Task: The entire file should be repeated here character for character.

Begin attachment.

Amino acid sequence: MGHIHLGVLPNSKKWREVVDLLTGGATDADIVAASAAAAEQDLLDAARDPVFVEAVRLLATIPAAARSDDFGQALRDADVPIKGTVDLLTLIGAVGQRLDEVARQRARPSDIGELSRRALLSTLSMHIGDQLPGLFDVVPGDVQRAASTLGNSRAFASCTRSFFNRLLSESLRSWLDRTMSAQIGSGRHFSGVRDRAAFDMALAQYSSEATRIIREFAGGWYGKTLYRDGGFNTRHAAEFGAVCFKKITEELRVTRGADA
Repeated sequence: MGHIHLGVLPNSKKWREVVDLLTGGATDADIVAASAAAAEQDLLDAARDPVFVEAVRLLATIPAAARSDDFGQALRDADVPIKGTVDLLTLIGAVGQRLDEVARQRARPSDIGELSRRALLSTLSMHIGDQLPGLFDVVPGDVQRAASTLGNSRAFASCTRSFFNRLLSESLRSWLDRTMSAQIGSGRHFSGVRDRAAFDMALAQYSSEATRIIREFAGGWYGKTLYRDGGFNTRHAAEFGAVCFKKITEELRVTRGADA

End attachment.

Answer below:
Amino acid sequence: MGHIHLGVLPNSKKWREVVDLLTGGATDADIVAASAAAAEQDLLDAARDPVFVEAVRLLATIPAAARSDDFGQALRDADVPIKGTVDLLTLIGAVGQRLDEVARQRARPSDIGELSRRALLSTLSMHIGDQLPGLFDVVPGDVQRAASTLGNSRAFASCTRSFFNRLLSESLRSWLDRTMSAQIGSGRHFSGVRDRAAFDMALAQYSSEATRIIREFAGGWYGKTLYRDGGFNTRHAAEFGAVCFKKITEELRVTRGADA
Repeated sequence: MGHIHLGVLPNSKKWREVVDLLTGGATDADIVAASAAAAEQDLLDAARDPVFVEAVRLLATIPAAARSDDFGQALRDADVPIKGTVDLLTLIGAVGQRLDEVARQRARPSDIGELSRRALLSTLSMHIGDQLPGLFDVVPGDVQRAASTLGNSRAFASCTRSFFNRLLSESLRSWLDRTMSAQIGSGRHFSGVRDRAAFDMALAQYSSEATRIIREFAGGWYGKTLYRDGGFNTRHAAEFGAVCFKKITEELRVTRGADA